Last edited by user1007; 06-16-2012 at 04:06 PM.
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Old 06-16-2012, 04:09 PM   #10
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Ha An excellent suggestion, That way I can swim AND wash the linens at the same time.

True they are not breeding inside, but merely stragglers.
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Old 06-16-2012, 05:08 PM   #11
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Aphids problem


its my understanding that aphids aren't a problem unless there's too many of them....kind of like grubs. Aphids are so small and fairly transparent that it's hard to notice them. They'll eat through leaves and can cause some serious issues that result in the death of trees and shrubs.
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Old 06-16-2012, 05:21 PM   #12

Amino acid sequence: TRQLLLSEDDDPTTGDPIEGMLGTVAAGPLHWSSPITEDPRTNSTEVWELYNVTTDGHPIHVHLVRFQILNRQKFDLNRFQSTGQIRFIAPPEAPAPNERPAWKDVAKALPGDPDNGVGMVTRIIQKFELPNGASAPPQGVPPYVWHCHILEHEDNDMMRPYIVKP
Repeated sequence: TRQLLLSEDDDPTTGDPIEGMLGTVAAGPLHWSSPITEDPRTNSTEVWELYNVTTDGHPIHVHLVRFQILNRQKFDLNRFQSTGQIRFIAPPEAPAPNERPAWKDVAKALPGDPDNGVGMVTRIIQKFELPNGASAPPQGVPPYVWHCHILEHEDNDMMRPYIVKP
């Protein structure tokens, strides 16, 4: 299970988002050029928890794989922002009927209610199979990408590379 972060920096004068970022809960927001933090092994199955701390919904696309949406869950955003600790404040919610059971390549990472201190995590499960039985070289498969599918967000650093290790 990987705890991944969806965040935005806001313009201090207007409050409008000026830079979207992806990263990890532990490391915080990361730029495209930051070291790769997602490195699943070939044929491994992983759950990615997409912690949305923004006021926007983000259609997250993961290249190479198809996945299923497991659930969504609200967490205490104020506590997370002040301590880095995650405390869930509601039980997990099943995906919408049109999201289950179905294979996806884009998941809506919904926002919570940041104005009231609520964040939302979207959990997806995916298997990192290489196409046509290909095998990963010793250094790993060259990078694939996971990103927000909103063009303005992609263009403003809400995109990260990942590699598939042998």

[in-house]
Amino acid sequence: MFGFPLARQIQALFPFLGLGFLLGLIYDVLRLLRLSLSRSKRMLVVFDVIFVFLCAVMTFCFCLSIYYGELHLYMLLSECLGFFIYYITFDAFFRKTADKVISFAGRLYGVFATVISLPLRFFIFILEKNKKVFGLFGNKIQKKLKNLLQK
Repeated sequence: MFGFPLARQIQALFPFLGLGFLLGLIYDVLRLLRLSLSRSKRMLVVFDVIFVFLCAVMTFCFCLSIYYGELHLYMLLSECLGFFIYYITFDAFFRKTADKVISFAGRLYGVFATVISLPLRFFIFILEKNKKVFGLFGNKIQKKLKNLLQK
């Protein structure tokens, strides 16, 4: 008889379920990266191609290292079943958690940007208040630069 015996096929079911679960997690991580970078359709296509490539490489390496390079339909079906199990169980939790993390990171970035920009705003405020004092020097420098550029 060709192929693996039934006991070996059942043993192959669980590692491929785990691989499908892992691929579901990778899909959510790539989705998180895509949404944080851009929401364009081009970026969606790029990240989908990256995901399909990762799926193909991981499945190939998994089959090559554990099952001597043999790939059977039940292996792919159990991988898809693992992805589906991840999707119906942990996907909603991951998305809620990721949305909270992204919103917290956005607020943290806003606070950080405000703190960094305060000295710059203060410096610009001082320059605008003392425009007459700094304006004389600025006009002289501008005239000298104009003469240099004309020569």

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Aphids problem


They are a major ag problem if not controlled. Not much gets rose growers screaming louder.

As mentioned, an aggressive orange species of Asian ladybug (I am violently allergic to the bites) was hybridized to control aphids in pecan orchards. They migrated north and were loved by soy bean growers who battle aphids as well. They reproduced rapidly and got into houses by the thousands. Gave off a nasty odor when you stomped them. They killed off natural and nice ladybugs but something in the bioengineering went wrong and they the orange ones began dying off after a few generations. Meanwhile all we could do was vacuum them and toss the bags in the trash.